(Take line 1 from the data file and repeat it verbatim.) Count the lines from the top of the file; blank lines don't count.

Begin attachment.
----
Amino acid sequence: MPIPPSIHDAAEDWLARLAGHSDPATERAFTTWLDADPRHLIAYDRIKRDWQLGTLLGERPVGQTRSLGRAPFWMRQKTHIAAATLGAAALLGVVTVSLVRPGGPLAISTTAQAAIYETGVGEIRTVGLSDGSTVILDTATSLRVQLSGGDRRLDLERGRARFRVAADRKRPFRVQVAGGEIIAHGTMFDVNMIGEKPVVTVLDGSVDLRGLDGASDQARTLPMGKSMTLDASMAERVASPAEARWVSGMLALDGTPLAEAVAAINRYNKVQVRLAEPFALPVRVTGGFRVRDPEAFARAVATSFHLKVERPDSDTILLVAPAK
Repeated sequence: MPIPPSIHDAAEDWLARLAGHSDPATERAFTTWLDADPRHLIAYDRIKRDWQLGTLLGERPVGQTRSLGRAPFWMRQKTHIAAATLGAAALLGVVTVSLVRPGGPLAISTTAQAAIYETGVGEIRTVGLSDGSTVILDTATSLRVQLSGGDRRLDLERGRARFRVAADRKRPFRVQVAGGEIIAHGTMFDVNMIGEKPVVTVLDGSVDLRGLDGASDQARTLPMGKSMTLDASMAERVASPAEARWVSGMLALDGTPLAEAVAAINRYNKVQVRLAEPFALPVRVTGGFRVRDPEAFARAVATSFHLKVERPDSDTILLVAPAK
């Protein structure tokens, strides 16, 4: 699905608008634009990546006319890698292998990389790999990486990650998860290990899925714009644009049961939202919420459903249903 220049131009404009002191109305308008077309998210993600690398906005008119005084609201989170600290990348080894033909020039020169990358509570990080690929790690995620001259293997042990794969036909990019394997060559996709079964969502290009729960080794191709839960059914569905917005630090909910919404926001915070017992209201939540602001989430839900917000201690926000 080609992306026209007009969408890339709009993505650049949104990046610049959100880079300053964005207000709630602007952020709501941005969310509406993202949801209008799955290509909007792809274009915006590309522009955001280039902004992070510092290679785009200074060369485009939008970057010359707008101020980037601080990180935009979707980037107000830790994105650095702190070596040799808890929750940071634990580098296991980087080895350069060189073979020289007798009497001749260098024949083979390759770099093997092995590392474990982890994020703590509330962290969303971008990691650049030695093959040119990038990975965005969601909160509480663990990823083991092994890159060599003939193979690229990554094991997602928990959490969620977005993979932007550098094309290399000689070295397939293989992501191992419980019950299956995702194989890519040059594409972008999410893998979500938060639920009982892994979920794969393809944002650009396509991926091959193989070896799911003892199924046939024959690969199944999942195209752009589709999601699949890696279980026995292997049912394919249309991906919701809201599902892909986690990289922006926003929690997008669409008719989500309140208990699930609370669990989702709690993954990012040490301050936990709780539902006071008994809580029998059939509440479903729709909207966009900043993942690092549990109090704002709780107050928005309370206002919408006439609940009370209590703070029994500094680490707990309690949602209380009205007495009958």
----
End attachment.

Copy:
Amino acid sequence: MPIPPSIHDAAEDWLARLAGHSDPATERAFTTWLDADPRHLIAYDRIKRDWQLGTLLGERPVGQTRSLGRAPFWMRQKTHIAAATLGAAALLGVVTVSLVRPGGPLAISTTAQAAIYETGVGEIRTVGLSDGSTVILDTATSLRVQLSGGDRRLDLERGRARFRVAADRKRPFRVQVAGGEIIAHGTMFDVNMIGEKPVVTVLDGSVDLRGLDGASDQARTLPMGKSMTLDASMAERVASPAEARWVSGMLALDGTPLAEAVAAINRYNKVQVRLAEPFALPVRVTGGFRVRDPEAFARAVATSFHLKVERPDSDTILLVAPAK